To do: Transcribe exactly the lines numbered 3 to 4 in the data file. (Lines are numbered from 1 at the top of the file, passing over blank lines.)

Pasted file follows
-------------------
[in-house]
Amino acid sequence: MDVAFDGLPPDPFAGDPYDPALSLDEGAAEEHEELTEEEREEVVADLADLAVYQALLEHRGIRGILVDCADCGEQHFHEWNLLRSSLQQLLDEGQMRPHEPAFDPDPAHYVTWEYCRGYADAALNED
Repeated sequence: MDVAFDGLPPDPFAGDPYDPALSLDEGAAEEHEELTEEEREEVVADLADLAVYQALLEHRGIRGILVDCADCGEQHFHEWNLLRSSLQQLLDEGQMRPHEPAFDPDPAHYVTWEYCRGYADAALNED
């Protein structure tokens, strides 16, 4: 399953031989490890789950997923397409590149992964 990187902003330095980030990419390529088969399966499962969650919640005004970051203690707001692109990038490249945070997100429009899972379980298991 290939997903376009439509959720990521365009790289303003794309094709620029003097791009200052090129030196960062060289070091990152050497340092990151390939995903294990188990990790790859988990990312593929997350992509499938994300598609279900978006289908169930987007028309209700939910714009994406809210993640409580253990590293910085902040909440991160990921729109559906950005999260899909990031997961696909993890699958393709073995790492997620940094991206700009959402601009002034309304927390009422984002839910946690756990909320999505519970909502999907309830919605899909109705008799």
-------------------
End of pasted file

Repeated sequence: MDVAFDGLPPDPFAGDPYDPALSLDEGAAEEHEELTEEEREEVVADLADLAVYQALLEHRGIRGILVDCADCGEQHFHEWNLLRSSLQQLLDEGQMRPHEPAFDPDPAHYVTWEYCRGYADAALNED
């Protein structure tokens, strides 16, 4: 399953031989490890789950997923397409590149992964 990187902003330095980030990419390529088969399966499962969650919640005004970051203690707001692109990038490249945070997100429009899972379980298991 290939997903376009439509959720990521365009790289303003794309094709620029003097791009200052090129030196960062060289070091990152050497340092990151390939995903294990188990990790790859988990990312593929997350992509499938994300598609279900978006289908169930987007028309209700939910714009994406809210993640409580253990590293910085902040909440991160990921729109559906950005999260899909990031997961696909993890699958393709073995790492997620940094991206700009959402601009002034309304927390009422984002839910946690756990909320999505519970909502999907309830919605899909109705008799």